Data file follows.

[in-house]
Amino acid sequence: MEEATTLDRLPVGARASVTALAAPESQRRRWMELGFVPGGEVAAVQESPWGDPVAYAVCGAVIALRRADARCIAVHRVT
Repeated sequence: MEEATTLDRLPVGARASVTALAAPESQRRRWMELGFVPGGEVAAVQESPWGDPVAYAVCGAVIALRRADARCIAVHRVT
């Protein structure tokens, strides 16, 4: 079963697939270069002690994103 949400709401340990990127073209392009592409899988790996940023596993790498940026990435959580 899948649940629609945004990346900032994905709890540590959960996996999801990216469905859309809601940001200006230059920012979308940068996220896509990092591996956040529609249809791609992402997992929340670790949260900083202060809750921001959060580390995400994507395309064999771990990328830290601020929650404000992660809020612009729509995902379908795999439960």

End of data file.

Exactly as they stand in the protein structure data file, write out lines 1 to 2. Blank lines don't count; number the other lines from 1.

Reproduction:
[in-house]
Amino acid sequence: MEEATTLDRLPVGARASVTALAAPESQRRRWMELGFVPGGEVAAVQESPWGDPVAYAVCGAVIALRRADARCIAVHRVT